• Sniedovich, M. (2007) The art and science of modeling decision-making under severe uncertainty, Decision Making in Manufacturing and Services, 1-2, 111-136. (PDF File) .

  • Sniedovich, M. (2007) Crystal-Clear Answers to Two FAQs about Info-Gap (PDF File)
    In this paper I examine the two fundamental flaws in Info-Gap decision theory, and the flawed attempts to shrug off my criticism of Info-Gap decision theory.

  • My reply (PDF File) to Ben-Haim's response to one of my papers. (April 22, 2007)

    This is an exciting development!

    • Ben-Haim's response confirms my assessment of Info-Gap. It is clear that Info-Gap is fundamentally flawed and therefore unsuitable for decision-making under severe uncertainty.

    • Ben-Haim is not familiar with the fundamental concept point estimate. He does not realize that a function can be a point estimate of another function.

      So when you read my papers make sure that you do not misinterpret the notion point estimate. The phrase "A is a point estimate of B" simply means that A is an element of the same topological space that B belongs to. Thus, if B is say a probability density function and A is a point estimate of B, then A is a probability density function belonging to the same (assumed) set (family) of probability density functions.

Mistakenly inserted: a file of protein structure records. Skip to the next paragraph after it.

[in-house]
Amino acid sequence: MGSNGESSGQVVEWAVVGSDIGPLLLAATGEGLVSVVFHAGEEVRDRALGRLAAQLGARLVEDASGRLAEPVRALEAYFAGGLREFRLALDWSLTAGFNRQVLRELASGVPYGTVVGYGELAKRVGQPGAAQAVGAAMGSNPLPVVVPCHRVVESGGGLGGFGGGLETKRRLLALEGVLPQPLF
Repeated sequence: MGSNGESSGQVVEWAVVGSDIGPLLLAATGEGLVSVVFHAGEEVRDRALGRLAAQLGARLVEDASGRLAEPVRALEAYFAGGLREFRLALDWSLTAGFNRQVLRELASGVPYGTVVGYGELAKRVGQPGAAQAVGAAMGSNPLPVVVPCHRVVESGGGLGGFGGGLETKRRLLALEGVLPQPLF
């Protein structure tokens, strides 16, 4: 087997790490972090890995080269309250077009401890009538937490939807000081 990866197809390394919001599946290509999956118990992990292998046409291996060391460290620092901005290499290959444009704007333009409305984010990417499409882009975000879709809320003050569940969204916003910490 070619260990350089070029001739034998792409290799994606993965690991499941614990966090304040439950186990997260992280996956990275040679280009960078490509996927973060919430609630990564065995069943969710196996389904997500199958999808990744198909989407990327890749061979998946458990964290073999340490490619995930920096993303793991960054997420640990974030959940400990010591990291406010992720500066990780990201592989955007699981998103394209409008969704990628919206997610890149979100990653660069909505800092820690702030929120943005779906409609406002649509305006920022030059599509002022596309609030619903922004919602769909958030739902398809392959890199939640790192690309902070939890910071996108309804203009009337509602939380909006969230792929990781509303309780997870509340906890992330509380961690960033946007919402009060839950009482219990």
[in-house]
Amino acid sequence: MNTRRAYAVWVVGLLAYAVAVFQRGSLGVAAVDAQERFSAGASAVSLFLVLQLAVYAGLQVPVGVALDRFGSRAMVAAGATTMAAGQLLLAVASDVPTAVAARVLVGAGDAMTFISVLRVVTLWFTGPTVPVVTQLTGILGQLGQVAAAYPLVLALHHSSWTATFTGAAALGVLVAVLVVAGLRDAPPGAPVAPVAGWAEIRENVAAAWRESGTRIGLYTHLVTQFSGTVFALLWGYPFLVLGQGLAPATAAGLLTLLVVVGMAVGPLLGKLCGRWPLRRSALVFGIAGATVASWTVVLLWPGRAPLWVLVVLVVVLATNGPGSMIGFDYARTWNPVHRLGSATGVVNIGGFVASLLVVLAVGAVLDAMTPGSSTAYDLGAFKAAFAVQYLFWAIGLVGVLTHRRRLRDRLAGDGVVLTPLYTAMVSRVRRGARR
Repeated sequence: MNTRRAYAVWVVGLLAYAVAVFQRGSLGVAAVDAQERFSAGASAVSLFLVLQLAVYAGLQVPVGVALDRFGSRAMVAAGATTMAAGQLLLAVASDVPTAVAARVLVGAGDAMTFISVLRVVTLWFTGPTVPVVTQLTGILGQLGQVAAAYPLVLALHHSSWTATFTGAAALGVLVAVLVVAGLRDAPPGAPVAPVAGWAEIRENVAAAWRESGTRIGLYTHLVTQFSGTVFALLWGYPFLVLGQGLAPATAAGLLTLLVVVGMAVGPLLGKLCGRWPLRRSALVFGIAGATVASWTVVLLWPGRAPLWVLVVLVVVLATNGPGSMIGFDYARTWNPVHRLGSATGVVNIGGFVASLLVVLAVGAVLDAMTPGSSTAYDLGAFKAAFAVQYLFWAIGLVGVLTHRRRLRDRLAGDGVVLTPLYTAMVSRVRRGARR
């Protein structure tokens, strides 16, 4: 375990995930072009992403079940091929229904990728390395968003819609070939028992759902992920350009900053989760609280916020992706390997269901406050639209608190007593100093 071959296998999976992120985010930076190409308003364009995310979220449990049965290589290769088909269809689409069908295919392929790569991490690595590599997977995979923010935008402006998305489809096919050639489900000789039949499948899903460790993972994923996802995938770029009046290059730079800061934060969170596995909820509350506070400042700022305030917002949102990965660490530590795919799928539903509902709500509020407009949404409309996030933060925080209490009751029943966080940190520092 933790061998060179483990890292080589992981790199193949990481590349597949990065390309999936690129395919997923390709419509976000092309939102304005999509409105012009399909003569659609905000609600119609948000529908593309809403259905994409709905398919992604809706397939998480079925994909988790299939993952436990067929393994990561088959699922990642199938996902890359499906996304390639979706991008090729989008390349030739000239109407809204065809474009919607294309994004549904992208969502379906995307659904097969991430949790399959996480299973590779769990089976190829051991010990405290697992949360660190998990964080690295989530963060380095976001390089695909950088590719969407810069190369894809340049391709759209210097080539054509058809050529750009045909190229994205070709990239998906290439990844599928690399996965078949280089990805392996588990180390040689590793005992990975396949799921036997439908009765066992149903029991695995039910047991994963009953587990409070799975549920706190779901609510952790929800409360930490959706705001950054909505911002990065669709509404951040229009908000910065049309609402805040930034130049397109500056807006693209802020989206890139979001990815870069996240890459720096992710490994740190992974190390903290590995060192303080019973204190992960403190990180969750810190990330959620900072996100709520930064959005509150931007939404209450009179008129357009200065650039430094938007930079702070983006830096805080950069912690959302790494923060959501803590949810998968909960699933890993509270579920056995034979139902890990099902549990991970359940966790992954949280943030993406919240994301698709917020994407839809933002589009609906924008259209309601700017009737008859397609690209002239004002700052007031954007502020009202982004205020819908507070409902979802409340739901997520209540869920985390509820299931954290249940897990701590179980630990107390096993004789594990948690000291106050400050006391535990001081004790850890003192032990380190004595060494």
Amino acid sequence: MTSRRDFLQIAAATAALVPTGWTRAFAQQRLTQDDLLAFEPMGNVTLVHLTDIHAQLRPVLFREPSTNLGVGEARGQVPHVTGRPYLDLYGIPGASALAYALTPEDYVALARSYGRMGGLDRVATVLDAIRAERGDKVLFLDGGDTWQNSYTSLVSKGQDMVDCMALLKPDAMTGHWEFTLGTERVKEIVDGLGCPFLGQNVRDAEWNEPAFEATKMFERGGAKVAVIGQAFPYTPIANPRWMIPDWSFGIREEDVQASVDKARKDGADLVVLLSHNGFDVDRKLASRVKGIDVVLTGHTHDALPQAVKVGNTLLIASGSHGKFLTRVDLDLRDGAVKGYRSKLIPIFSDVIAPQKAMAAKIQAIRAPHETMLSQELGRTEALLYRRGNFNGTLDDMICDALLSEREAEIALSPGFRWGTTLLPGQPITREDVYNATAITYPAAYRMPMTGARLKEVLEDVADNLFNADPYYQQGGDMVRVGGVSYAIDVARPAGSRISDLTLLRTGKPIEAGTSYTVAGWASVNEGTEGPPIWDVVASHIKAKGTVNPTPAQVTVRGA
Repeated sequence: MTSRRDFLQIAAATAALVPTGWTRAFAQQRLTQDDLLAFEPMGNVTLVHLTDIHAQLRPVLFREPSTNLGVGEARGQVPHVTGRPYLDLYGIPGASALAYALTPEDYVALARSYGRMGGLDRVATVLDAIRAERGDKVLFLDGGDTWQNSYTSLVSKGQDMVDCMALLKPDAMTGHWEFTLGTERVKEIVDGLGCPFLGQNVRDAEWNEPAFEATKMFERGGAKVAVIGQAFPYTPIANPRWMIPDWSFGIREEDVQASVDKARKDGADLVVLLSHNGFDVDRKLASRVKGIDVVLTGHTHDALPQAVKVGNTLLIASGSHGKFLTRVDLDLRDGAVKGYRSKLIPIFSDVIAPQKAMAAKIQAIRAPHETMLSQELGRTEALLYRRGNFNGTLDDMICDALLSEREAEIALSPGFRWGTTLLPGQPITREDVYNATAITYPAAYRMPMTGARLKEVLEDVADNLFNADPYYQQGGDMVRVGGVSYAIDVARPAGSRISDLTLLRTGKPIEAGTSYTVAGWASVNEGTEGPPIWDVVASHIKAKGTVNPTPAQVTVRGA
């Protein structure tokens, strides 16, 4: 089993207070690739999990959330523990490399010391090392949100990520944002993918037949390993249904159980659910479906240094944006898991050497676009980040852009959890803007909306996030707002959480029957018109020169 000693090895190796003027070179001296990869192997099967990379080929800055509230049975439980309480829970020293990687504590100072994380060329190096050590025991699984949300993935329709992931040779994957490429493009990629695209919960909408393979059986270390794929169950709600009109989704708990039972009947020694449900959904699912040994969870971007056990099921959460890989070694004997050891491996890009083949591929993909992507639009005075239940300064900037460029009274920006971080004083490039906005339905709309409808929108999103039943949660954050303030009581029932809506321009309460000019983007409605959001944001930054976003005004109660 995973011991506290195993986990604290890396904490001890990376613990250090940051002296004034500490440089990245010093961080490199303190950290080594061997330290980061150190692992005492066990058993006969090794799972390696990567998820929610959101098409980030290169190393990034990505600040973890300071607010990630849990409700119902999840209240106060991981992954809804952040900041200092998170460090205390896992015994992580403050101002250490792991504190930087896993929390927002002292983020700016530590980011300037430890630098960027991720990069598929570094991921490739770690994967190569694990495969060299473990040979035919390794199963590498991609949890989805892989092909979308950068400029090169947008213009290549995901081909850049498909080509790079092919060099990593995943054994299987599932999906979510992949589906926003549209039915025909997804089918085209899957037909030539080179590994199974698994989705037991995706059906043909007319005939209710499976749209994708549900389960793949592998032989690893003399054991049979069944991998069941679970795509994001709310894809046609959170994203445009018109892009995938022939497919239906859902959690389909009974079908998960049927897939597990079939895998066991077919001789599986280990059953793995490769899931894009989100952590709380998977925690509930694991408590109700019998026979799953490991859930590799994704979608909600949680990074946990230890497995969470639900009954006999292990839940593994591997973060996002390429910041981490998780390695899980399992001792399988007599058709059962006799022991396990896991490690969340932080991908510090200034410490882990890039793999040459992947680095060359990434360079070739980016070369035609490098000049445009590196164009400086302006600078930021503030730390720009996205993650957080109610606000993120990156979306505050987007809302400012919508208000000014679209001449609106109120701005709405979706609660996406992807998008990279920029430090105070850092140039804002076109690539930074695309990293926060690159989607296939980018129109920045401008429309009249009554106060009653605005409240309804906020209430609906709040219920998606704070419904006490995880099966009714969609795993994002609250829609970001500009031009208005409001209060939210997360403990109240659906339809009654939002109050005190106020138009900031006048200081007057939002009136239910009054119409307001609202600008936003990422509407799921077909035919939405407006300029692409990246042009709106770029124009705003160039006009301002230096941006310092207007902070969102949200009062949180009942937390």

Ben-Haim mistakenly assumes that a point estimate is a point in a Euclidean space and therefore a point estimate cannot be say a function. This is incredible!


  • A formal proof that Info-Gap is Wald's Maximin Principle in disguise. (December 31, 2006)
    This is a very short article entitled Eureka! Info-Gap is Worst Case (maximin) in Disguise! (PDF File)
    It shows that Info-Gap is not a new theory but rather a simple instance of Wald's famous Maximin Principle dating back to 1945, which in turn goes back to von Neumann's work on Maximin problems in the context of Game Theory (1928).

  • A proof that Info-Gap's uncertainty model is fundamentally flawed. (December 31, 2006)
    This is a very short article entitled The Fundamental Flaw in Info-Gap's Uncertainty Model (PDF File) .
    It shows that because Info-Gap deploys a single point estimate under severe uncertainty, there is no reason to believe that the solutions it generates are likely to be robust.

  • A math-free explanation of the flaw in Info-Gap. ( December 31, 2006)
    This is a very short article entitled The GAP in Info-Gap (PDF File) .
    It is a math-free version of the paper above. Read it if you are allergic to math.

  • A long essay entitled What's Wrong with Info-Gap? An Operations Research Perspective (PDF File) (December 31, 2006).
    This is a paper that I presented at the ASOR Recent Advances in Operations Research (PDF File) mini-conference (December 1, 2006, Melbourne, Australia).

Recent Lectures, Seminars, Presentations

If your organization is promoting Info-Gap, I suggest that you invite me for a seminar at your place. I promise to deliver a lively, informative, entertaining and convincing presentation explaining why it is not a good idea to use — let alone promote — Info-Gap as a decision-making tool.

Here is a list of relevant lectures/seminars on this topic that I gave in the last two years.


Disclaimer: This page, its contents and style, are the responsibility of the author (Moshe Sniedovich) and do not represent the views, policies or opinions of the organizations he is associated/affiliated with.